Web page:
Focus on Frailty breakout session: Functional Assessment for People Living with Frailty
Functional Assessment for
People Living with Frailty
Lucy Elloway – Team Lead Physiotherapist – Frailty and Interface Team Queen Alexandra Hospital,
Portsmouth Hospital NHS Trust (firstname.lastname@example.org Twitter: @DerhamLucy
Sarah Mercer – Clinical Doctoral Research Fellow and Occupational Therapist – University of
Southampton and Southern Health NHS Foundation Trust (email@example.com Twitter:
To be able to understand the purpose of functional assessment
for a person living with frailty
To understand the implication of hospital admission on a person
living with frailty’s function and the impact it can have
To consider the practicalities of functional assessment in
To understand when to refer to a physiotherapist/occupational
therapist for functional assessment
What is a functional assessment?
Based on Activities of Daily Living (ADLs)
Teased out from a thorough Social History – as part of
Comprehensive Geriatric Assessment (CGA)
The functional assessment element of the CGA compromises of:
gait, balance, abilities to carry out activities of daily living (both
fundamental and basic) and activity/exercise status.
Sit to stand
Washing and dressing
When should a therapist be involved?
When the situation is complex:
Physiological/cognitive personal factors
Once you’ve identified the issues:
For advice/second opinion
For specific physiotherapy or occupational therapy intervention.
Practice guidance states that functional assessment relating to falls at home is completed by an
occupational therapist (Royal College of Occupational Therapists, 2015)
Effective group exercise programmes have been shown to reduce falls by 29% and the risk of falls
by 15% (Chartered Society of Physiotherapists, 2014)
Why complete a functional assessment?
Frailty is associated with increased hospital admissions
and poorer outcomes (Coelho et al, 2015)
but functional assessment highlights key areas for
intervention, which can reduce a person’s frailty
status (Woo, Leung and Morley, 2012; Trevisan et al., 2017).
The quicker we assess a frail persons function whilst in hospital the better
the outcome will be for that patient.
Prevention of hospital based deconditioning
Link to quality of life and mental well being
Timed Up and Go
Starts with patient sitting in chair
Measure 3 metres and mark a spot
On go, the patient must stand up,
walk to the marked point, return
to the chair and sit down
You must time how long it takes to
the patient to complete this
6 minute walk test
Used to measure endurance
Measure distance of 30m
Place chairs at either end
Object is to walk as far as you can
in 6 minutes
It is recommended that you
measure HR whilst performing this
in order to see how the patient
responds to increase demands on
75% of over 75s have reduced balance which will increase their risk of falls
Timed Unsupported Stand (TUSS) – static balance
Supportive environment – something in front/behind
Begin timing as the patient lets go of supporting surface
Stop timing as soon a they have to steady themselves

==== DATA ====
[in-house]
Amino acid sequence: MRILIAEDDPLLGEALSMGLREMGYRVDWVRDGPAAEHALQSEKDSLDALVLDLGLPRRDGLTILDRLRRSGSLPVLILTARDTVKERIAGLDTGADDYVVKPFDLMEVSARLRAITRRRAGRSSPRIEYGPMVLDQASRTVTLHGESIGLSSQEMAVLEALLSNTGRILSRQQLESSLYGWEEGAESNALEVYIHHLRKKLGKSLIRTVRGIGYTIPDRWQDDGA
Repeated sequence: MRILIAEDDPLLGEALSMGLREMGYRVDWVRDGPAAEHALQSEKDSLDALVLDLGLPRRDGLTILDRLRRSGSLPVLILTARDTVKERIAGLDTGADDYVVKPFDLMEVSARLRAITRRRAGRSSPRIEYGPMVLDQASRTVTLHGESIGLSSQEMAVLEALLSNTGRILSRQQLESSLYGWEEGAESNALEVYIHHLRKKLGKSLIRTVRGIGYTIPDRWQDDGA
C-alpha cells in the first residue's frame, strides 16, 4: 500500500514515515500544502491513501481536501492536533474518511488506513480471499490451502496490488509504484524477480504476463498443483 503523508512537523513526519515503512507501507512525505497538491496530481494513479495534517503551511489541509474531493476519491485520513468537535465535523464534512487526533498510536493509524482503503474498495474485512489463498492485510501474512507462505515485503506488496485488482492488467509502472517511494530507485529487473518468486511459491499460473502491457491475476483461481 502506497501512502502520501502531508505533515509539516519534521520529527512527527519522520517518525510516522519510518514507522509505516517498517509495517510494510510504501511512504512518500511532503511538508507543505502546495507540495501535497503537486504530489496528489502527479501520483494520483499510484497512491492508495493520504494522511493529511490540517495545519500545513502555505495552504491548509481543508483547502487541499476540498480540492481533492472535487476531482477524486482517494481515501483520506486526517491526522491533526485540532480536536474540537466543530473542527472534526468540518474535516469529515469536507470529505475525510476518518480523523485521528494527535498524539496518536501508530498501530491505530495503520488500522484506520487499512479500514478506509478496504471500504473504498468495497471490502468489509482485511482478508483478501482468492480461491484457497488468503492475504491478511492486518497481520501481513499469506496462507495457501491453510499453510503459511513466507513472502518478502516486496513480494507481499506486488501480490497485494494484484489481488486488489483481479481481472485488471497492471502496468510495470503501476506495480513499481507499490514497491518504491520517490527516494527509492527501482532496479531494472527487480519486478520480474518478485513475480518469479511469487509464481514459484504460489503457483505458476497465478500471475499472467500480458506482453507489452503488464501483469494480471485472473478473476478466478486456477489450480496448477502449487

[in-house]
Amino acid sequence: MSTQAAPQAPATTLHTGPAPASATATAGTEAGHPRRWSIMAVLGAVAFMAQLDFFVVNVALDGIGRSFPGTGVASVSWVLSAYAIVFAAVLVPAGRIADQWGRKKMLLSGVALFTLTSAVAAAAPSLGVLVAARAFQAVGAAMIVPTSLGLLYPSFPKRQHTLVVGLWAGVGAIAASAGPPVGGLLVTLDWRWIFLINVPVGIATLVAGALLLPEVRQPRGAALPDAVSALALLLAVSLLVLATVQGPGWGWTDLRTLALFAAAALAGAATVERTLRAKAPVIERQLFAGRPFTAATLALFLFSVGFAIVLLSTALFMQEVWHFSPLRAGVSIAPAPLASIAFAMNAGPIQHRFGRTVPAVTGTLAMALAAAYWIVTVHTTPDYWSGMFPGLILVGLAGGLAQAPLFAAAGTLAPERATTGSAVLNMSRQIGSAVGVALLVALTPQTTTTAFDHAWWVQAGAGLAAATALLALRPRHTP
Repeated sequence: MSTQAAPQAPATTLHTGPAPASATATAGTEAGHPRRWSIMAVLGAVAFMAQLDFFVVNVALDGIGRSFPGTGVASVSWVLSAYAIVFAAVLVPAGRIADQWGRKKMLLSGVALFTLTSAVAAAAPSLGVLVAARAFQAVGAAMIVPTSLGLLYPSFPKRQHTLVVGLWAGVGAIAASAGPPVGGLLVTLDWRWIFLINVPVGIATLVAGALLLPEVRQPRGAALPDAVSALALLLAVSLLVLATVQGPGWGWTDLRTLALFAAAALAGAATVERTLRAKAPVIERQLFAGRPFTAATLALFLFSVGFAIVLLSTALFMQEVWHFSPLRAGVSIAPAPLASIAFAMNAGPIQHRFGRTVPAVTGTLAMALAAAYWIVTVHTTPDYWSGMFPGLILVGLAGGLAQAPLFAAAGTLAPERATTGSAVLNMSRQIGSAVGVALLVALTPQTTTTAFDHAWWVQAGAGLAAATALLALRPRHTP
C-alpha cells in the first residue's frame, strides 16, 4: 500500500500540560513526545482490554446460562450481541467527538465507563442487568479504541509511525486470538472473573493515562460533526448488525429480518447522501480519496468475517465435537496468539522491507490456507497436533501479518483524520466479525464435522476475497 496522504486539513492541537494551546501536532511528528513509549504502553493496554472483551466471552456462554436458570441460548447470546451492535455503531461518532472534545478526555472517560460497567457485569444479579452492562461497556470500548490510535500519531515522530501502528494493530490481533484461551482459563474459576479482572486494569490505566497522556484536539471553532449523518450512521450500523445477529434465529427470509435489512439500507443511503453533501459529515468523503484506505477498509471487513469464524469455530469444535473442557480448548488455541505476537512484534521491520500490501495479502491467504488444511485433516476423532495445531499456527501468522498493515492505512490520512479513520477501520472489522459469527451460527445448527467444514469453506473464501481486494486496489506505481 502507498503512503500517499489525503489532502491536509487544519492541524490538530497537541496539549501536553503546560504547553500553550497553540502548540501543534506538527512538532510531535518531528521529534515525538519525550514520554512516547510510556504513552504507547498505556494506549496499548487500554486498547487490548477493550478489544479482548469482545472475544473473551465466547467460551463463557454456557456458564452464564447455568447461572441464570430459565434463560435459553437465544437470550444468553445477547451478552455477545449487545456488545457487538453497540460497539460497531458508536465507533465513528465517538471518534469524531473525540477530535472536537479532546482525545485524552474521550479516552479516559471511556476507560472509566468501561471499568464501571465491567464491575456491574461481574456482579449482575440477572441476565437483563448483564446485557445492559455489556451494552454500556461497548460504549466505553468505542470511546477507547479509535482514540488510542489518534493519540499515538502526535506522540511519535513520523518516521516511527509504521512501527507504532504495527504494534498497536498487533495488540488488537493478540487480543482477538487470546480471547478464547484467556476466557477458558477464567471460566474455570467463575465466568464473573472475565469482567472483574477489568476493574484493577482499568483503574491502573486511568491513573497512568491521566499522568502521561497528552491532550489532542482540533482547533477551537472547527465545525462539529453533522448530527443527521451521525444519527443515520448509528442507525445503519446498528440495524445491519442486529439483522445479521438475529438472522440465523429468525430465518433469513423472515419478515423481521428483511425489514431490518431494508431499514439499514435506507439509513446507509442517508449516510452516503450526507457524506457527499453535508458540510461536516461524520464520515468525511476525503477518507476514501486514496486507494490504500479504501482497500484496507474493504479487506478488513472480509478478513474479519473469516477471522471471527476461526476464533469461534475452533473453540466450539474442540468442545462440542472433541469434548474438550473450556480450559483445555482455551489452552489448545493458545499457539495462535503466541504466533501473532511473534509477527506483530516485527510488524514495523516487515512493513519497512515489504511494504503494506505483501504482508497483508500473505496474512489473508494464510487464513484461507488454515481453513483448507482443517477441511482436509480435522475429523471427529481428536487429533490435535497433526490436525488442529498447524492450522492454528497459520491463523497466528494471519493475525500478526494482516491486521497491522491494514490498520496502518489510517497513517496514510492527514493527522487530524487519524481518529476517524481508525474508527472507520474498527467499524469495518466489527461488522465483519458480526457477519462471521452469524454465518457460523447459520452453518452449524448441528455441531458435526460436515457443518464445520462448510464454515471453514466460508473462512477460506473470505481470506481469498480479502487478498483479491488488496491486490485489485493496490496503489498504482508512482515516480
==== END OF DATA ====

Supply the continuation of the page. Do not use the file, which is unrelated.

Can modify for one handed or two handed
Turn 180 – dynamic balance
Patient starts in standing
Ask them to turn to the left 180 degrees – count number of steps
Ask them to turn to the right 180 degrees – count the number of steps
Ensure you have supporting surfaces around to ensure patient feels
Activities of Daily Living
Think of a task, activity or hobby you completed yesterday.
What did you need to be able to do it?
Functional Assessment in Community Settings
It’s a privilege and a challenge.
Many of the fundamental functional skills translate to more
complex activities of daily living.
Start small. Think BIG.
The problem with assessment…
Frailty Category by Grip Strength (Romero-Ortuno et al. 2010)
‘Robust’ ‘Pre-Frailty’ ‘Frailty’
Functional assessment highlights likely limitations for
people living with frailty and is our opportunity to reduce
their effect, improve outcomes and allow people to live
the life they want to live.
It’s the responsibility of ALL clinicians who work with
people living with frailty, but refer to physiotherapists and
occupational therapists for targeted intervention.
Coelho, T. et al. (2015) 'Frailty as a predictor of short-term adverse outcomes', PeerJ, 3, pp.
Farrell M. (2004) Using functional assessment and screening tools with frail older adults.
Topics in geriatric rehabilitation 2004;20(1):14-20.
Romero-Ortuno, R. et al. (2010) 'A frailty instrument for primary care: findings from the
Survey of Health, Ageing and Retirement in Europe (SHARE)', BMC Geriatrics, 10, pp. 57-57.
Royal College of Occupational Therapists. (2015) Occupational therapy in the prevention and
management of falls in adults: practice guideline. Royal College of Occupational Therapists,
Specialist Section Older Adults: London.
Simpson J, Worsford C (1996) ‘Simple test of balance for frail old people’(abstract from
proceedings of the Society for Research in Rehabilitation held at the Royal Hospital for
Neurodisability, Putney, UK, Jan11 1996 (Clinical Rehabilitation 10 :354)
Trevisan, C. et al. (2017) 'Factors influencing transitions between frailty states in elderly
adults: The Progetto Veneto Anziani Longitudinal Study', Journal of the American Geriatrics
Society, 65(1), pp. 179-184.
Woo, J., Leung, J. and Morley, J. (2012) 'Comparison of frailty indicators based on clinical
phenotype and the multiple deficit approach in predicting mortality and physical limitation',
Journal of the American Geriatrics Society, 60(8), pp. 1478-1486.